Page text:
MATLAB code for Geomorphology Lab (Matlab File 992bytes Oct11 15)
Teaching Notes and Tips
The instructor should oversee that students are setting things up and working through errors, particularly for those with no prior exposure to computer syntax. They should also check on students' understanding of the role that the lines of code play in modeling hillslope diffusion. These two goals are paralleling each other. This lab in particular is typically run by the course instructor, rather than the graduate teaching assistant, and so it can be time intensive.
Because a major goal is to guide the students to a point where they experience a quantitative thinking approach beyond what they have from observing the plots or models in a textbook, an instructor who decides to implement the lab should ideally understand the role, function, and implementation of numerical models. The basic script appears simple and could be copy and pasted quite easily to draw a simple curve in seconds. However, adapting the lab in this way is not recommended, as it would shift the focus to looking at plots, rather than thinking through the reasoning needed to generate them.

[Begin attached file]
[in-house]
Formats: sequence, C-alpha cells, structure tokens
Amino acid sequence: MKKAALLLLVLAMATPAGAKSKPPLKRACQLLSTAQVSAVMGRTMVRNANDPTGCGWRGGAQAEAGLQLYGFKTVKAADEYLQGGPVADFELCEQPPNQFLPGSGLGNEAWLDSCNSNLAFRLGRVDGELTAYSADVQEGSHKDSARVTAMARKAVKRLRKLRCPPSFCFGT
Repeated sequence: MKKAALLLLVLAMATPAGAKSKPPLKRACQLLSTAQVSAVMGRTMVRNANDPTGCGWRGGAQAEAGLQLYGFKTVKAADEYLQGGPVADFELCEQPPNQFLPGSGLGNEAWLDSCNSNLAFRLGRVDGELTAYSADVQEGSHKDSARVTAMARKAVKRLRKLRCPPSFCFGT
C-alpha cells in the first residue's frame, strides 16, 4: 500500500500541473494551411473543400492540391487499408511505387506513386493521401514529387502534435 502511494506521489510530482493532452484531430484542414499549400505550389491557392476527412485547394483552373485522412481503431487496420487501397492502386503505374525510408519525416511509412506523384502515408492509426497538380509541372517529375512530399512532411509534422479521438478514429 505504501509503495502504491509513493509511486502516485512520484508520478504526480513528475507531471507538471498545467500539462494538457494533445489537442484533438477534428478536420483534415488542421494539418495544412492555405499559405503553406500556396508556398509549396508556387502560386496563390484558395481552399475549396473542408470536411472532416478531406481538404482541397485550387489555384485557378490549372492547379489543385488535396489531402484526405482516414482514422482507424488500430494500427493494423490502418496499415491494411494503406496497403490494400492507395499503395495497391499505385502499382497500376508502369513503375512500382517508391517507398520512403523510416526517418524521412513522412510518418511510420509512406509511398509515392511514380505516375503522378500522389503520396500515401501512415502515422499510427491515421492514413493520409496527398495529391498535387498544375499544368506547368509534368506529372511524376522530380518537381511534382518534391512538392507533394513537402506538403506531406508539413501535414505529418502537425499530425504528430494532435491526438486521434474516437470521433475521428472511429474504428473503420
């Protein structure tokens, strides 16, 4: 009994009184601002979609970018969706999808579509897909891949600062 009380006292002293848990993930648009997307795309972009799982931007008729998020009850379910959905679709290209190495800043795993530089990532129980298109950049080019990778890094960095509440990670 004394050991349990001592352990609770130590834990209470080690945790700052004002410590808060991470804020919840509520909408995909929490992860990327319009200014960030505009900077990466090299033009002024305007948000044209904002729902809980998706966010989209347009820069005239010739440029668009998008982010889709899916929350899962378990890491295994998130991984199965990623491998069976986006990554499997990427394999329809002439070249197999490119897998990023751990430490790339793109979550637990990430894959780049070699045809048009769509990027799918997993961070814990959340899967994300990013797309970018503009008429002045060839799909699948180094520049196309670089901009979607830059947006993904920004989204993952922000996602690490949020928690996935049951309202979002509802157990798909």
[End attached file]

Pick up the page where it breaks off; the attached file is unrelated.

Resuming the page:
References and Resources
Hallet, B., and Putkonen, J., 1994, Surface dating of dynamic landforms: young boulders on aging moraines: Science, v. 265, no. 5174, p. 937-940.
Putkonen, J., Connolly, J., and Orloff, T., 2008, Landscape evolution degrades the geologic signature of past glaciations: Geomorphology, v. 97, no. 2, p. 208-217.